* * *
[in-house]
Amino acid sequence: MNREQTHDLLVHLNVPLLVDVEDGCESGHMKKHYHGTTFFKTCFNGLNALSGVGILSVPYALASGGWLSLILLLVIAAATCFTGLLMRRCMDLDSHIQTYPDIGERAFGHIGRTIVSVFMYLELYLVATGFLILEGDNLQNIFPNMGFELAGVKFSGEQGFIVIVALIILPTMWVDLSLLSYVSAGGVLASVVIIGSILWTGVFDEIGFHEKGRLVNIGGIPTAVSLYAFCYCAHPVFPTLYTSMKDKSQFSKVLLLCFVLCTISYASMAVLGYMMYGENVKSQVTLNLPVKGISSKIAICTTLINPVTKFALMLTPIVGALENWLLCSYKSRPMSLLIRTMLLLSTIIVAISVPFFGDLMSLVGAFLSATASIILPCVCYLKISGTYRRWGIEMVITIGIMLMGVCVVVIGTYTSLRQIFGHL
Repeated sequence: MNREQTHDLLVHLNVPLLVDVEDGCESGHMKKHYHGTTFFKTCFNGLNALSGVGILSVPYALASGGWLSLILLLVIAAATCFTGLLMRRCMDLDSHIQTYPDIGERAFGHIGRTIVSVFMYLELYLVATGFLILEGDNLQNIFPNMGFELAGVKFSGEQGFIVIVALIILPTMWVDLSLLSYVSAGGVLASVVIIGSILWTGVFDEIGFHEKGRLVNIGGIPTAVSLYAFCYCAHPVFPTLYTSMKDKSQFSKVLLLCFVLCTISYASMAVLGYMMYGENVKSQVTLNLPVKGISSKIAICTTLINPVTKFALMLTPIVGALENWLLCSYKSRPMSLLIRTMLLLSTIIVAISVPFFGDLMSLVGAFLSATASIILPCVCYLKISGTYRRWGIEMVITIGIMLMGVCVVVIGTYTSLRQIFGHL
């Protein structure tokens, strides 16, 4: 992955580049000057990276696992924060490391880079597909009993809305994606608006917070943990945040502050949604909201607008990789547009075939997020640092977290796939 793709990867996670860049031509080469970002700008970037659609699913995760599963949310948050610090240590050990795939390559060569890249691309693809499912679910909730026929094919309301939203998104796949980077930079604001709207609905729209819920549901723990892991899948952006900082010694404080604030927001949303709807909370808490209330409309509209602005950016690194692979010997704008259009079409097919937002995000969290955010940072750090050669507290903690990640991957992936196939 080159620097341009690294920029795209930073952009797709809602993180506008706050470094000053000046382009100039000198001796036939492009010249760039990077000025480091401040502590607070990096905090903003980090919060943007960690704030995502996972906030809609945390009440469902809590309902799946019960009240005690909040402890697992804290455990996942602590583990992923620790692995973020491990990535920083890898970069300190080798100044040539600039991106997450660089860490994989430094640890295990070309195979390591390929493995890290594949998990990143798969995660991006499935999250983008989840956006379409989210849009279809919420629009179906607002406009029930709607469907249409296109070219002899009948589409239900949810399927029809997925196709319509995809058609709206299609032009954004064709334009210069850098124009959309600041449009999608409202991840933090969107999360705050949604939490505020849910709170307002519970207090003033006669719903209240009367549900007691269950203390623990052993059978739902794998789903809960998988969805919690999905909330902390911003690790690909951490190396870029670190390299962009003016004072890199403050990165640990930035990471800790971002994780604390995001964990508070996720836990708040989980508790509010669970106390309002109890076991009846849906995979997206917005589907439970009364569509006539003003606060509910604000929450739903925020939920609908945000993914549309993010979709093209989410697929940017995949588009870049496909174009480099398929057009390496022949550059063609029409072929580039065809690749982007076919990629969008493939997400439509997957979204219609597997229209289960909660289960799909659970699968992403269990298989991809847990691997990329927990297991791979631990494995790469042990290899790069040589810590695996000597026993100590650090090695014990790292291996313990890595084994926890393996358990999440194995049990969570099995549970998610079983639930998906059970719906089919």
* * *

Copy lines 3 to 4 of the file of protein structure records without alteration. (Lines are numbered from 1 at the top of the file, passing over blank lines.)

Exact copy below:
Repeated sequence: MNREQTHDLLVHLNVPLLVDVEDGCESGHMKKHYHGTTFFKTCFNGLNALSGVGILSVPYALASGGWLSLILLLVIAAATCFTGLLMRRCMDLDSHIQTYPDIGERAFGHIGRTIVSVFMYLELYLVATGFLILEGDNLQNIFPNMGFELAGVKFSGEQGFIVIVALIILPTMWVDLSLLSYVSAGGVLASVVIIGSILWTGVFDEIGFHEKGRLVNIGGIPTAVSLYAFCYCAHPVFPTLYTSMKDKSQFSKVLLLCFVLCTISYASMAVLGYMMYGENVKSQVTLNLPVKGISSKIAICTTLINPVTKFALMLTPIVGALENWLLCSYKSRPMSLLIRTMLLLSTIIVAISVPFFGDLMSLVGAFLSATASIILPCVCYLKISGTYRRWGIEMVITIGIMLMGVCVVVIGTYTSLRQIFGHL
């Protein structure tokens, strides 16, 4: 992955580049000057990276696992924060490391880079597909009993809305994606608006917070943990945040502050949604909201607008990789547009075939997020640092977290796939 793709990867996670860049031509080469970002700008970037659609699913995760599963949310948050610090240590050990795939390559060569890249691309693809499912679910909730026929094919309301939203998104796949980077930079604001709207609905729209819920549901723990892991899948952006900082010694404080604030927001949303709807909370808490209330409309509209602005950016690194692979010997704008259009079409097919937002995000969290955010940072750090050669507290903690990640991957992936196939 080159620097341009690294920029795209930073952009797709809602993180506008706050470094000053000046382009100039000198001796036939492009010249760039990077000025480091401040502590607070990096905090903003980090919060943007960690704030995502996972906030809609945390009440469902809590309902799946019960009240005690909040402890697992804290455990996942602590583990992923620790692995973020491990990535920083890898970069300190080798100044040539600039991106997450660089860490994989430094640890295990070309195979390591390929493995890290594949998990990143798969995660991006499935999250983008989840956006379409989210849009279809919420629009179906607002406009029930709607469907249409296109070219002899009948589409239900949810399927029809997925196709319509995809058609709206299609032009954004064709334009210069850098124009959309600041449009999608409202991840933090969107999360705050949604939490505020849910709170307002519970207090003033006669719903209240009367549900007691269950203390623990052993059978739902794998789903809960998988969805919690999905909330902390911003690790690909951490190396870029670190390299962009003016004072890199403050990165640990930035990471800790971002994780604390995001964990508070996720836990708040989980508790509010669970106390309002109890076991009846849906995979997206917005589907439970009364569509006539003003606060509910604000929450739903925020939920609908945000993914549309993010979709093209989410697929940017995949588009870049496909174009480099398929057009390496022949550059063609029409072929580039065809690749982007076919990629969008493939997400439509997957979204219609597997229209289960909660289960799909659970699968992403269990298989991809847990691997990329927990297991791979631990494995790469042990290899790069040589810590695996000597026993100590650090090695014990790292291996313990890595084994926890393996358990999440194995049990969570099995549970998610079983639930998906059970719906089919």